Reviled by Reviewers, Magazine Is a Hit With Readers

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NEW YORK ( -- For magazines, 2001's studded with who'd-a-thunk-it-notions. Layoffs at blue-chippers Time and Business Week? General
Motors Corp. ads disappearing from all Conde Nast Publications titles?

Now this: new circulation star -- Real Simple, the vaguely new-agey, simplify-sans-asceticism Time Inc. title.

Real Simple was almost universally reviled within media circles following its April 2000 debut. But it quickly found an audience: The statement filed with the Audit Bureau of Circulations for the first half of 2001 shows a robust average circulation of 784,307, of which 227,934 sold on newsstands. (That number steadily trends upward, peaking at 242,550 with its June/July issue.)

More impressive, 95% of its subscribers paid the basic rate of $19.95 or better for the 10-times-a-year magazine -- a performance Chip Block, a publishing strategist with Ziff Davis Media, called "phenomenal." Only 0.5% of the subscriptions had premiums thrown in.

Real Simple Associate Publisher Steven Sachs said sell-through currently was more than 40%, "well above the [industry] average" sell-through of about 35%. (Magazines that Real Simple shares some DNA with -- Martha Stewart Living, Hearst Magazines' and Harpo Productions' O, The Oprah Magazine and Time Inc.'s In Style -- remain rollicking newsstand successes.)

"By any stretch" on the consumer side, said Mr. Block, "it's a success." Accordingly, Real Simple's rate base -- circulation guaranteed to advertisers -- will go up to 900,000 with its February 2002 issue.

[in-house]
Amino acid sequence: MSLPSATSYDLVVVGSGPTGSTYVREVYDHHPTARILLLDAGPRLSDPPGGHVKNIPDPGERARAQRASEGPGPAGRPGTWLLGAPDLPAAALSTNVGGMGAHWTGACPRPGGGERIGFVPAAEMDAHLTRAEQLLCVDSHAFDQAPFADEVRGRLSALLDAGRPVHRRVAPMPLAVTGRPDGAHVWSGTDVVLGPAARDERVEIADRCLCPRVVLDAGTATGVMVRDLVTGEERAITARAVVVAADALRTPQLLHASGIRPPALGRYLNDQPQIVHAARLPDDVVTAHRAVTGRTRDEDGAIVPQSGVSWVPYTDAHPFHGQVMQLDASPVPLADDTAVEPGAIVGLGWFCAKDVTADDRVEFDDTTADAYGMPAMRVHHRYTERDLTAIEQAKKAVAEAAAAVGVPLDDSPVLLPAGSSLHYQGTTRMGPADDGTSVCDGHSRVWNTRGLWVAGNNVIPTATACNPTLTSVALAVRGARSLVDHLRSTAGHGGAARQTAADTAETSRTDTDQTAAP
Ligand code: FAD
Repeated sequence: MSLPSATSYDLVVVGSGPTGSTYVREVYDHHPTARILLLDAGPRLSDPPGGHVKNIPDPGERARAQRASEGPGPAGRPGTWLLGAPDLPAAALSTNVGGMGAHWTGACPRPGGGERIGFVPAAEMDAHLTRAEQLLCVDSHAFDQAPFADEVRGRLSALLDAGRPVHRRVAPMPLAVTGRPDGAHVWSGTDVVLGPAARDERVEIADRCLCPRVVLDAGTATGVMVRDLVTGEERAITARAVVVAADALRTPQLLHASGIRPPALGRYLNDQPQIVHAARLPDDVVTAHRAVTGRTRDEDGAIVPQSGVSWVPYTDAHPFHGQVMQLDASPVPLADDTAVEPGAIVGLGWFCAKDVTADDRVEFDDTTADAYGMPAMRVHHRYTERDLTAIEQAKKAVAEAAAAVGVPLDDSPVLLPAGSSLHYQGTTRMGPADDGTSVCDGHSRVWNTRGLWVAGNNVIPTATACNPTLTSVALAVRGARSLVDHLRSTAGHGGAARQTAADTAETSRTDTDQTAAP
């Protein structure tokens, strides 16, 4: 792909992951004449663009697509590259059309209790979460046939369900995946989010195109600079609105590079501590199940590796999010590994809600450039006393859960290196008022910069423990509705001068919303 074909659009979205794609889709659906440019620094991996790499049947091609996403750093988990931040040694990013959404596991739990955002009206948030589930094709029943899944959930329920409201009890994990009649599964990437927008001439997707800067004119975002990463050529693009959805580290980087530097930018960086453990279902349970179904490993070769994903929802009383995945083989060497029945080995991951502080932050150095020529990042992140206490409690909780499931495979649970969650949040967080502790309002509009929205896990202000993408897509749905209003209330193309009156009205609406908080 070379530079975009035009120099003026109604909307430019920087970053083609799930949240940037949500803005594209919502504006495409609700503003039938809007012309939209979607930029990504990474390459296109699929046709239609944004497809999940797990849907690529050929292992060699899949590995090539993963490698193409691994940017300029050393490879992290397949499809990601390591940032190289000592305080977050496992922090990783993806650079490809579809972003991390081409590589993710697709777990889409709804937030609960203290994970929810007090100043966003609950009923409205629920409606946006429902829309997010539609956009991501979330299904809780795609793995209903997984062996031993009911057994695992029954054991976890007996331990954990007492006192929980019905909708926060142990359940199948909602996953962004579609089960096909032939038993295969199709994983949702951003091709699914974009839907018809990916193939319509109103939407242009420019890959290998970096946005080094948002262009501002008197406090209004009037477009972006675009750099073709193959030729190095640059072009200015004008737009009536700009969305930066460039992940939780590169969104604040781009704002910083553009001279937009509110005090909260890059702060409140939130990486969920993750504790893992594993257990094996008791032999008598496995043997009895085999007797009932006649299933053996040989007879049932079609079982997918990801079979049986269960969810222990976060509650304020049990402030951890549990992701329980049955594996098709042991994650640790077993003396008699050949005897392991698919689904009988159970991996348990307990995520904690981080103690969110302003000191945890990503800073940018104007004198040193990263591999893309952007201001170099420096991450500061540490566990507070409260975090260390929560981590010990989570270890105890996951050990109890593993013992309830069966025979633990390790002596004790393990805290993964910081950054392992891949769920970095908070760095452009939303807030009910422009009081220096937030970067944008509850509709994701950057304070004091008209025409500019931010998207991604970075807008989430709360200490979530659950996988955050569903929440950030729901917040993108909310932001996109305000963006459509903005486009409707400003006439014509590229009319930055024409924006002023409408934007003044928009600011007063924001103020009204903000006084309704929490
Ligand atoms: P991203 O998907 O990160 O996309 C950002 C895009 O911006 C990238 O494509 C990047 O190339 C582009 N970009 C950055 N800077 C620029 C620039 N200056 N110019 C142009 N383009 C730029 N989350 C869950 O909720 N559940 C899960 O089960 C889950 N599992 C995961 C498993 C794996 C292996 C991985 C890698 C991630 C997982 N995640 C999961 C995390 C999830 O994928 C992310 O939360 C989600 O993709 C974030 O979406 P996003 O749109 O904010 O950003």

Heady stuff for last year's legendarily bumpy launch, which led to the rapid departure of founding Managing Editor Susan Wyland. Despite early sell-through rates of around 60%, Real Simple got dreadful reviews among media and advertising cognoscenti.

Martha Stewart: 'Real stupid'
"A disaster," said Martha Stewart -- to whose magazine Real Simple owes a substantial stylistic debt -- to Advertising Age last year. "A real stupid move." (Ms. Stewart could not be reached for comment at deadline.)

In truth, last year's cover lines that tread dangerously close to being deadpan conceptual jokes ("The Simple Table") are not entirely gone today ("5 Fabulous Morning Rituals"), but the reviews under Ms. Wyland's successor, Carrie Tuhy, are much better.

"They've done some great aesthetic changes," said Charles Valan, vice president of strategic print services at Interpublic Group of Cos.' Universal McCann. "It's just easier to read. Much more organized."

"Some of it seemed dopey," said a veteran editor of women's magazines who's currently at a noncompeting title. "It seems less dopey now."

Advertisers still wary
Yet advertisers still seem wary. In six issues through July, it notched just 231.5 ad pages -- down 10.7% from last year, and that time frame in 2000 accounted for only the first three issues of the title. Compare this to Hearst and Miramax's Talk -- another high-profile launch that garnered mixed reviews -- which drew 338.7 pages in six issues through July.

Real Simple has "made dramatic strides of improvement," said Melissa Pordy, senior vice president and director of print at Cordiant Communications Group's and Publicis Groupe's Zenith Media, New York. "But one is still not seeing a tremendous amount of advertising support."

Ms. Pordy said one reason for this could be shortcomings in delivering "multi-platform programs in terms of delivering added value" -- but Real Simple is a part of AOL Time Warner, which is all but rewriting the book on multi-platform strategies.

"If the economy wasn't part of the playing field, we'd be exactly on track," said Publisher Robin Domeniconi, who said September's pages are up around 20% -- which means the title has around 78 pages that month.

Associate Publisher Mr. Sachs is even more forthright on advertisers: "I guarantee they'll come in."

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